Ideas, idle gossip and occasionally important odds ’n’ ends
First, the good news. The city council have finally agreed on a plan for the new convention hall. Demolition of the existing cowshed should begin in November, with pilings being driven a few months after that. Construction of the hall would begin around May of next year (which should be quite a nice sight for the summer visitors), with the whole kit and caboodle finished by Memorial Day, 2012.
And the bad news? The hall will not be the 34,000 square-foot gem that was originally conceived. Instead, we will get 20,000 square feet and a lot fewer bells and whistles – which means a lot fewer opportunities for raising revenue. And overall, we will have a much less interesting and exciting centerpiece for this beautiful city. But you know what, some people (including some council members) are a little too short-sighted and conservative for our liking and seem to forget that their city hall colleagues from Cape May’s Victorian heyday were always thinking up grand schemes that would maintain the city’s tourism economy. We think that those guys would be shaking their heads in disappointment if they were to witness the small-minded thinking of today’s administrators. But let’s move on…
*AFTER months, nay years, of convention hall nonsense, you are likely in need of a drink, and a laugh. Hey presto! You will have all of that when the first-ever Cape May Forum launches next weekend – Friday, October 8 through Sunday. The theme of this inaugural event is “Humor: Can It Save the World?” You can check out the whole program on their website, www.capemayforum.org, but we’d like to pick out some highlights.
Two of New York City’s most sought-after professional comedians, Sassi Keegan and Mary Dimino, will entertain guests at the Rusty Nail on Sunday evening, October 10 with their interactive 90-minute Comedy Club show. This is great family fare (PG-rated) – you can fill yourself with some tasty appetizers and be entertained for just $35 per person, all inclusive, plus a cash bar.
We also like the sound of keynote speaker Dr John Morreall’s presentation, which is called “From the Pilgrims to the Simpsons: A History of Humor in American Life.” Count us in! Doc Morreall’s show is on Saturday, October 9, at 10am at the First Presbyterian Church on Hughes Street, and admission is $25. We know – getting up early to go to church on a Saturday morning might not SEEM like the funniest thing to do, but trust us, we saw the Doc work his magic with a talk at the church in July. He was good. Funny AND thoughtful. Just like the perfect date.
To make your reservation for any Cape May Forum event, call the office at (609) 770-2626. Space is limited, so DO call ahead for tickets.
*If you get the chance, visit one of the old Victorian homes in this town. This past weekend, Laura Schmeider, a beloved relative of the EZ extended family, rented out the beautiful, teal home at the corner of Decatur Street and Carpenter’s Lane and offered us a peek inside.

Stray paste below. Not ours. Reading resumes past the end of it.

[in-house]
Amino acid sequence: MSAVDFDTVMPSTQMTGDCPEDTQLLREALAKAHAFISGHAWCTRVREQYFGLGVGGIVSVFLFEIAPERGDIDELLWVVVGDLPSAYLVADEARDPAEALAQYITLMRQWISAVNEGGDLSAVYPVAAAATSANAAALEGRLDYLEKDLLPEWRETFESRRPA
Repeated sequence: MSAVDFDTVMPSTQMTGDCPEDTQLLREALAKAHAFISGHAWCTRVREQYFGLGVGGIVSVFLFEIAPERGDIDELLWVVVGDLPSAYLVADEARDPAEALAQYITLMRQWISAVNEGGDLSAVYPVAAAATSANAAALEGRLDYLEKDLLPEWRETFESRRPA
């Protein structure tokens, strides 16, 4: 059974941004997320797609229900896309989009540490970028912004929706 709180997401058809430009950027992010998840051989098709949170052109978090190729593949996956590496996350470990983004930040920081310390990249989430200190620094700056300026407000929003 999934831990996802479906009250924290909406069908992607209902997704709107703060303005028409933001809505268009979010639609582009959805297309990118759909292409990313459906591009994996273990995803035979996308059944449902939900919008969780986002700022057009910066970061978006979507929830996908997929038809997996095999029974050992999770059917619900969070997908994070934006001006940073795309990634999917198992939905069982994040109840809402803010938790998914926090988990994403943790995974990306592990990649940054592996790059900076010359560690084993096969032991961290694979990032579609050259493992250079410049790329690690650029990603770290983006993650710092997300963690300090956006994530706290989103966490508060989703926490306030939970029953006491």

After being paralyzed from the waist down by a rare tumor Laura has spent the past month in physical therapy and has since gained the ability to walk with the use of a cane. Next step is a grueling course of chemo. And what did she want to do before undergoing her treatment? A weekend in Cape May.
The simple act of walking through one of these houses is worthwhile. Ornate banisters bend their way up three floors to one of the many bedrooms – one of which had a windowed turret and a sitting chair. Sitting on the front porch, having a glass of wine, it was easy to imagine the history of this town, the sights you would have seen when gazing off of this front porch 100 years ago. Eventually, though, the only thing we could think about was how wealthy the original owner of the house must have been.
So, we sent our resident historian Ben Miller a text message and asked him for some info on the place. Sadly, all he could come up with was that 132 Decatur Street was built in 1895 for a local man named Aaron Roseman. But, Ben assured us that Mayor Edmunds, the original owner of the Merry Widow, which is a somewhat comparable house in a similar location, was indeed loaded.
With his email, Ben also included a picture of the Merry Widow from the mid-1980s. The building was discolored and tattered, the roof a patchwork of tar paper, loose shingles and boards. The picture struck us as a metaphor for the town: it is important that we not let Cape May stagnate. It is important that we grow and improve. While many people have fond childhood memories of this town and don’t want it to change, we have to remember that if we just let it sit the way it is, it’s going to crumble around us.
That’s all… enjoy your week, folks!